It’s also supposed that such particles can get their way into the fetus. “We also know that the particles do not need to get into the baby’s body to have an adverse effect, because if they have an effect on the placenta, this will have a direct impact on the fetus,” Dr. Norrice Liu, a pediatrician and clinical research fellow at Queen Mary University in London who led the research, said in a statement. Infant mortality, premature birth and low birth weight can be the consequences.
Air pollution in a city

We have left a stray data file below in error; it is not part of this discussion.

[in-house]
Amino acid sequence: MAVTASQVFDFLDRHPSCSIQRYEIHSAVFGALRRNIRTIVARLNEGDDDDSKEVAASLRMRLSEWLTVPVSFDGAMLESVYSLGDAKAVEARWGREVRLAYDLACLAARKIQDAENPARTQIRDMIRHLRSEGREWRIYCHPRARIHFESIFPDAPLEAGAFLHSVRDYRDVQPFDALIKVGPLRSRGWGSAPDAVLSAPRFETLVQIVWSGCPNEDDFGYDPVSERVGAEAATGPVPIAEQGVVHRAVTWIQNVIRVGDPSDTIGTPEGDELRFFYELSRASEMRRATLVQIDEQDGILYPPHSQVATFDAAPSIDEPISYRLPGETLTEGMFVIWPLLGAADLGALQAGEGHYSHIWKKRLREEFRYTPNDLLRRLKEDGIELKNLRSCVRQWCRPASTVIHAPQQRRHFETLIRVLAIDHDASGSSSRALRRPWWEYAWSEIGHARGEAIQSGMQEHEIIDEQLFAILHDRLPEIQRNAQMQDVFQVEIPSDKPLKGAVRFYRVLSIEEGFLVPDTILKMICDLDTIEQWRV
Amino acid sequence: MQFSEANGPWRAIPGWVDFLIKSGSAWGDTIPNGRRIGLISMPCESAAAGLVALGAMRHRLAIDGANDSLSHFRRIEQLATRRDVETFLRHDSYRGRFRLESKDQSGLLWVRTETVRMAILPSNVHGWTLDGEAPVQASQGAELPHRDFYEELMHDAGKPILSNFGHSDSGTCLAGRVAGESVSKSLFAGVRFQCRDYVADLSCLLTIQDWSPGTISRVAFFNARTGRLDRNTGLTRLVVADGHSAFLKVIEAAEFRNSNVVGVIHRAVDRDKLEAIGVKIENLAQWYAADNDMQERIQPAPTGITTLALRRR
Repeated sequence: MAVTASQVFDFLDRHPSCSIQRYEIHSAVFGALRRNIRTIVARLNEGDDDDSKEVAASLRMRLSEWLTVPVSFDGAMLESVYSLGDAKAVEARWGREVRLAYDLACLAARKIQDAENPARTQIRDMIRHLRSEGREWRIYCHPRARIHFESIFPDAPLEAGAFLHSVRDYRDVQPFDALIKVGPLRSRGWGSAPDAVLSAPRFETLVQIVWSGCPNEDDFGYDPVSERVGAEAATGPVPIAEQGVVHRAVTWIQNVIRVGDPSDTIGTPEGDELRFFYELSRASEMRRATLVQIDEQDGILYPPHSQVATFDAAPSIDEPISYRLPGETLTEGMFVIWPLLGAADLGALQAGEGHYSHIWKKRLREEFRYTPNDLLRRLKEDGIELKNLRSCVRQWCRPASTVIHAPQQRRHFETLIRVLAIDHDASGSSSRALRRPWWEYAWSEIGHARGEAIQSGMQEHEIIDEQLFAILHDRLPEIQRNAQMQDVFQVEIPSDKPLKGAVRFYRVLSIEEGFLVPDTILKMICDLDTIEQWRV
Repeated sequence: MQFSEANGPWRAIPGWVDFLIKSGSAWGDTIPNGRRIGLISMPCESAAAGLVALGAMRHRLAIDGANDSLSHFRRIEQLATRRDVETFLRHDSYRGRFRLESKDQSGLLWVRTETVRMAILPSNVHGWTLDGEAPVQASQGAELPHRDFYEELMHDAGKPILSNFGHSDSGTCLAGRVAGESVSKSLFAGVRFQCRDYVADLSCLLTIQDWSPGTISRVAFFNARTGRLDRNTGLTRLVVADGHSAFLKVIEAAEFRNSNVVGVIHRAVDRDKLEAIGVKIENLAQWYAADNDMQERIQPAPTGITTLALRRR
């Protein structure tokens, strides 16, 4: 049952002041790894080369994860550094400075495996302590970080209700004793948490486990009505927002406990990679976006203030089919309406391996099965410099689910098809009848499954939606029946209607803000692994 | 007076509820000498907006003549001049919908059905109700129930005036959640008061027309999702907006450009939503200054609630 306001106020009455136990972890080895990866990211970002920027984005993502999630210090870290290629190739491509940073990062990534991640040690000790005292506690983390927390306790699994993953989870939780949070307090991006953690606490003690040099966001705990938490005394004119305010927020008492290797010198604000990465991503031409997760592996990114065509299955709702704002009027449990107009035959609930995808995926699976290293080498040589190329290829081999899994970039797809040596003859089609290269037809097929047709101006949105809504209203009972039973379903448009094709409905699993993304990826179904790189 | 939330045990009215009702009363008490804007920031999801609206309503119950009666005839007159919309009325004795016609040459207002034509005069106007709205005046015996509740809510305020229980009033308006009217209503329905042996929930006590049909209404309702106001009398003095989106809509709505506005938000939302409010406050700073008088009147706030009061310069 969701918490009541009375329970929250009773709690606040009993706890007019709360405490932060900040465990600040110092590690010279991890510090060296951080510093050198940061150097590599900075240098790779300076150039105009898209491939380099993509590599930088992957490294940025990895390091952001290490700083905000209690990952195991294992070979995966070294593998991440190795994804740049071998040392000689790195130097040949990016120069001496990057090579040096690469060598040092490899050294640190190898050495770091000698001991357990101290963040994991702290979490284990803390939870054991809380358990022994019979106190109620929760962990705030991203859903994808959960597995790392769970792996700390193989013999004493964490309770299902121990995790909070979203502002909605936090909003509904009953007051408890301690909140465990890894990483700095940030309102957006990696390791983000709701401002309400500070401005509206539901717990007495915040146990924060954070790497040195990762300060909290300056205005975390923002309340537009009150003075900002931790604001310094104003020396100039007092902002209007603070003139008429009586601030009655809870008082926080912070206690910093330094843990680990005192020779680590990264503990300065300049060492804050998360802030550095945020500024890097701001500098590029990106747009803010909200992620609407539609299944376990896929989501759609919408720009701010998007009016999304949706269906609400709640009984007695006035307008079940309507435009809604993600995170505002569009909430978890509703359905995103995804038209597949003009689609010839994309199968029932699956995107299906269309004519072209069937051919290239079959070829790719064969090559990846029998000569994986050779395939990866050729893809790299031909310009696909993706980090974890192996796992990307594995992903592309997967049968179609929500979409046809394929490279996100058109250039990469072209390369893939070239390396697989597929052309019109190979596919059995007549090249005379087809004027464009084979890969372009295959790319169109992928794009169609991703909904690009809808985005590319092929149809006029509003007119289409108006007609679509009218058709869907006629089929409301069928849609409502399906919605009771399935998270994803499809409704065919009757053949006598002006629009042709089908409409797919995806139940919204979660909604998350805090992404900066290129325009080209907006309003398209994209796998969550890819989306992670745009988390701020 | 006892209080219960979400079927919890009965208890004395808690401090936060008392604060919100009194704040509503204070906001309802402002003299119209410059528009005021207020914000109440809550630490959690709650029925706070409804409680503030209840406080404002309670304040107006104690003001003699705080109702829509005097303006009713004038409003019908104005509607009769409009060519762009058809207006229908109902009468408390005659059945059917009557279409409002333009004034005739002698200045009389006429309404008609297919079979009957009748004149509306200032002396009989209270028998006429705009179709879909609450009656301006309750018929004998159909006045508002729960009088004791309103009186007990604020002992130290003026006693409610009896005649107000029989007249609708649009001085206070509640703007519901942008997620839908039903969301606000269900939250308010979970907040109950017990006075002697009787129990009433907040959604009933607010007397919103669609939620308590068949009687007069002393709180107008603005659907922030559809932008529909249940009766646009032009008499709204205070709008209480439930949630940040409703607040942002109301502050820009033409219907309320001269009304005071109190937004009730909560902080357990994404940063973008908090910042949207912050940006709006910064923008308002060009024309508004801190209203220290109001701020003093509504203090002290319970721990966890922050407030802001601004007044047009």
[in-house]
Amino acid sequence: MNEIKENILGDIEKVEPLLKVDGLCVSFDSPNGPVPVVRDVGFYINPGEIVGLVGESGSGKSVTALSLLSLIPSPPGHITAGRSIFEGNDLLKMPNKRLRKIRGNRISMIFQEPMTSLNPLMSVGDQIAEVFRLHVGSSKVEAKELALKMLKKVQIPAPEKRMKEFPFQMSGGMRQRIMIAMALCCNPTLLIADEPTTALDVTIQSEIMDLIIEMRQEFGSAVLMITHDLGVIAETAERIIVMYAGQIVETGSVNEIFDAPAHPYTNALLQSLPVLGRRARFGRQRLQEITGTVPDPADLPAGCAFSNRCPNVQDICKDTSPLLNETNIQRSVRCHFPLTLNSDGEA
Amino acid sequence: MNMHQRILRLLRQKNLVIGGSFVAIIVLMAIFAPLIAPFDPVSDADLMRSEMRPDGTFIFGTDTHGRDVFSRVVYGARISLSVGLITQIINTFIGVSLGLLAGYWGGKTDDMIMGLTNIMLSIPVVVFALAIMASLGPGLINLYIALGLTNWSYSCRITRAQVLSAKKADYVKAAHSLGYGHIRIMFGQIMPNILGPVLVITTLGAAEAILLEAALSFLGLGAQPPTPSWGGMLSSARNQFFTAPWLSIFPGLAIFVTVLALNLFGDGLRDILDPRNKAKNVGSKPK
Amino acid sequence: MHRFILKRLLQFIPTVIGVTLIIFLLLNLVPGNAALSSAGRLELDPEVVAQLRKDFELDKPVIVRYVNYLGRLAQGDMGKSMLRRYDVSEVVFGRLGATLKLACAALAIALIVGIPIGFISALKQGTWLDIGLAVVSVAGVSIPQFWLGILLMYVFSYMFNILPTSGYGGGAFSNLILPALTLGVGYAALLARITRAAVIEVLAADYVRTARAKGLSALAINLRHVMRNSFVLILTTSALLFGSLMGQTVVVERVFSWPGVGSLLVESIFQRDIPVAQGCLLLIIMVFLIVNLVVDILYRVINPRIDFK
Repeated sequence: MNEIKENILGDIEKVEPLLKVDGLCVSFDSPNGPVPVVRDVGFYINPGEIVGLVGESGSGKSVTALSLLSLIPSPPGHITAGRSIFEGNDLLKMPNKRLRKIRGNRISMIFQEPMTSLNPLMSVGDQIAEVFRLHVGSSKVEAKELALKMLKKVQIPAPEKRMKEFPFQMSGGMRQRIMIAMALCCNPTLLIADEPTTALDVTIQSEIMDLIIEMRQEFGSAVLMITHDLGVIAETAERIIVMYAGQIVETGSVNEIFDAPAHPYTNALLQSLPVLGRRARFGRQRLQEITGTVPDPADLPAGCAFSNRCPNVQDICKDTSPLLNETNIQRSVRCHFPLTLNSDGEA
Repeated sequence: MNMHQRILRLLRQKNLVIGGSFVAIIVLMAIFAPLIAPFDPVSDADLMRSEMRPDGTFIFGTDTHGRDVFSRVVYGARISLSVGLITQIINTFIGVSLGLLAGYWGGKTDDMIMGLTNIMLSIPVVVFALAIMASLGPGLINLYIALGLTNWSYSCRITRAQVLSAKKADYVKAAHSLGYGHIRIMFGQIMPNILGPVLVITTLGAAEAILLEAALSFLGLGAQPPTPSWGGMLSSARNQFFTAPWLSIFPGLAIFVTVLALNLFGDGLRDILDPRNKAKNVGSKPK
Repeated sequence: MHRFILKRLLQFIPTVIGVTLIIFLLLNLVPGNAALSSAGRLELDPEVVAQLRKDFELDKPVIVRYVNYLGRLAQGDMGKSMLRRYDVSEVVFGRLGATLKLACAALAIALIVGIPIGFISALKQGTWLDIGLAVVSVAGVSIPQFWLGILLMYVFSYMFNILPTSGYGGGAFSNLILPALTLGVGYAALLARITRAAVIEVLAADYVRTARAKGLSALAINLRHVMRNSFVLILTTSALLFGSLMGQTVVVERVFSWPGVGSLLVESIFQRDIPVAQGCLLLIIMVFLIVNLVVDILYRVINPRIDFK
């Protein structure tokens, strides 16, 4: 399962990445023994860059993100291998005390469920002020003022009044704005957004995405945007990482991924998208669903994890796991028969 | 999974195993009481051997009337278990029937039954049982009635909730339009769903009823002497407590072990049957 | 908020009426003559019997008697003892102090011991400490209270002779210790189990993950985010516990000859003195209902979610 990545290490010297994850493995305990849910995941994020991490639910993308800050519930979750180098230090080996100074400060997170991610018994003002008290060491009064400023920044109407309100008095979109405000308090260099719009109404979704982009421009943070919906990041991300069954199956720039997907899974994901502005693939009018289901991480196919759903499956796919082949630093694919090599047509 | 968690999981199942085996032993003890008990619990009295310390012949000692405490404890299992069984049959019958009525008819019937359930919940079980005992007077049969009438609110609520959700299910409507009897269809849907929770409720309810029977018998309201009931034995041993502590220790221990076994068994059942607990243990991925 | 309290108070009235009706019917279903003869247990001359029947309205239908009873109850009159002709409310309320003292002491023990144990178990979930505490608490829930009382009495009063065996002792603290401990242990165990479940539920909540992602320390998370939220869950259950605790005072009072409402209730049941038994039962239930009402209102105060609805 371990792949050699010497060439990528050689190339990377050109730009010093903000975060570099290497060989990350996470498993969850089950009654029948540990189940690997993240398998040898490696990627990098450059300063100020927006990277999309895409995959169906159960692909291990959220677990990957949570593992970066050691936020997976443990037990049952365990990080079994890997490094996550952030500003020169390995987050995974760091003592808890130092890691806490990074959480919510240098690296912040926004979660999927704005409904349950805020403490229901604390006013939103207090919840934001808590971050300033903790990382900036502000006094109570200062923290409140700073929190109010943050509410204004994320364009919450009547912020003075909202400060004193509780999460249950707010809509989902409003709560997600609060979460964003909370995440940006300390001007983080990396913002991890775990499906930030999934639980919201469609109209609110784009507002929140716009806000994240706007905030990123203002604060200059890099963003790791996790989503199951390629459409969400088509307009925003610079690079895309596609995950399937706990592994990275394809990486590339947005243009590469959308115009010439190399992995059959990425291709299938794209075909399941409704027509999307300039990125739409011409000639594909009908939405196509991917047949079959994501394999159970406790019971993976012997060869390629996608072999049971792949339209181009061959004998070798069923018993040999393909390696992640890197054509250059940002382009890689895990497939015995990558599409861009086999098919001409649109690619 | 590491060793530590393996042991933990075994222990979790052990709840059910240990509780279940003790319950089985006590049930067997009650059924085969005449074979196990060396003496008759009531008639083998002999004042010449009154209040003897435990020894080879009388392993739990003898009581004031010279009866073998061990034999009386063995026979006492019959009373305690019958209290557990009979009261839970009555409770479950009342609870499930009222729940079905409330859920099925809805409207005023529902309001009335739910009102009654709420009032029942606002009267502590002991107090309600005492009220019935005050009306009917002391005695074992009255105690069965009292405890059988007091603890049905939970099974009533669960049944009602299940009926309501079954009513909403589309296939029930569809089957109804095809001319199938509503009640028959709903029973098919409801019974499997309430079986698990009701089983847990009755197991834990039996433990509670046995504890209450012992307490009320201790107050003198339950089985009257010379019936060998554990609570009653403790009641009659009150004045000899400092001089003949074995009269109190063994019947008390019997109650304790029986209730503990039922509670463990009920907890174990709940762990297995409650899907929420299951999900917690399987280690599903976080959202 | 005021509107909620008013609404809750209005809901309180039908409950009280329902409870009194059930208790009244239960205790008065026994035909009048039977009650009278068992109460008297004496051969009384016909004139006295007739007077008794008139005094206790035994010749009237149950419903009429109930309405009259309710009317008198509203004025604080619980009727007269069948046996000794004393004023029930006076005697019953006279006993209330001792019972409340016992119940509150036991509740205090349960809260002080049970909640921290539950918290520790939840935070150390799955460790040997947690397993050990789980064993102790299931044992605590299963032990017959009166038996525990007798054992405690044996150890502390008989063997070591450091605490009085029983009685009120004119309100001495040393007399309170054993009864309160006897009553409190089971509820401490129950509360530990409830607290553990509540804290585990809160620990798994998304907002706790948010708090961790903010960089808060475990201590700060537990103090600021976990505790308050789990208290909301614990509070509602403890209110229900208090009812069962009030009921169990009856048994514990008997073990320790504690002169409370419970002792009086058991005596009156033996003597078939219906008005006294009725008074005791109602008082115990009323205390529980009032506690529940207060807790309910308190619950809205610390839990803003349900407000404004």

“It is clear that current regulatory air pollution levels are not sufficiently protecting pregnant women and their unborn babies and this needs to be urgently addressed by policy makers to improve public health,” a direct conclusion of the study was. A report published by UNICEF in December 2017 said almost 17 million babies under the age of one live in areas where pollution is at least six times higher than international limits. A „public health catastrophe” was anticipated. Particle pollution in the air is a major health issue worldwide. They include dust, dirt, soot, smoke, and liquid droplets. Those related to human activity include motor vehicle emissions, industrial processes (eg electricity generation, incinerators and stone crushing), unpaved roads and woodheaters. Some of them can even generate cancer.